How to Use Narcan to Reverse an Opioid Overdose

how to use narcan nasal spray

Illustration by Mira Norian for Verywell Health

The opioid-reversal drug Narcan (naloxone) can now be sold over the counter, the Food and Drug Administration (FDA) announced Wednesday.

This is the first time naloxone has been made available without a prescription. The nasal spray will be available not only in drug stores, but also in convenience stores, grocery stores, gas stations, and online, according to the FDA. The medication will be sold in stores by late summer, the drug’s manufacturer said.

“Naloxone it’s really easy to give. It’s life-saving,” said Robert Baillieu, MD, MPH, a physician and senior advisor at the Center for Substance Abuse Treatment at the Substance Abuse and Mental Health Services Administration. “It’s really important. It means anyone who uses substances, or anyone who knows someone who uses substances, particularly friends or family members, has access to a life-saving medication.”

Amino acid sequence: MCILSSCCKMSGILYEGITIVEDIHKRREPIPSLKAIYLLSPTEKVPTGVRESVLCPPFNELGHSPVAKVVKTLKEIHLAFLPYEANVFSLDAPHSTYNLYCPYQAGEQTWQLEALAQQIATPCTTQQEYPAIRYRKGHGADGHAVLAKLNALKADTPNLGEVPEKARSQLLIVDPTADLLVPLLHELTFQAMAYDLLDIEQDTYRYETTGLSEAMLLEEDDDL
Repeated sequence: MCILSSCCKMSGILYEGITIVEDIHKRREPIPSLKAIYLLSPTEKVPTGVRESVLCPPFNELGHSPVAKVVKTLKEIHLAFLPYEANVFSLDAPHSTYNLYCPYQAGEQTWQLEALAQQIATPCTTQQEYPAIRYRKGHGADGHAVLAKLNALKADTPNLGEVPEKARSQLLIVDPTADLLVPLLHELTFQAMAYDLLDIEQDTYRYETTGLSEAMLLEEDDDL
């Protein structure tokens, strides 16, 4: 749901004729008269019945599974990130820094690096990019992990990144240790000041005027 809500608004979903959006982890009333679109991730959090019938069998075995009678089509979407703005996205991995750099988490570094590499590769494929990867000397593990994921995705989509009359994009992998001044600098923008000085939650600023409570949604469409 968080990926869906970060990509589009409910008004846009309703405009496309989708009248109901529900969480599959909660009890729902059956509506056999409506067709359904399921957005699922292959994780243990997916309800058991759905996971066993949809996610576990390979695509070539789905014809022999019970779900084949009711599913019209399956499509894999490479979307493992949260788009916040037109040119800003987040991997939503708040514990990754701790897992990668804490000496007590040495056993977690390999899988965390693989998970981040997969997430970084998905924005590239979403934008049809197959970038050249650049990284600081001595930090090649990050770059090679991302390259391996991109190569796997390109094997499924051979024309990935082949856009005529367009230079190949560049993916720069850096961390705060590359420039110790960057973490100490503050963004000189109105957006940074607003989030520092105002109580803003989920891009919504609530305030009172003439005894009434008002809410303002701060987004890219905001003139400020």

The United States is seeing a surge in drug overdoses, driven largely by the proliferation of fentanyl, a synthetic opioid that is highly fatal even at tiny doses. The National Institute on Drug Abuse recorded more than 106,000 overdose deaths in 2021. The majority of those involved fentanyl.

How Can You Tell If Someone Is Overdosing?

A person may be experiencing an overdose if:

  • Their breathing or heartbeat is slow or stopped
  • They seem unusually sleepy or unresponsive
  • They can’t speak
  • They vomit or make gurgling noises
  • Their body is limp
  • Their skin feels cold and clammy
  • Their pupils are small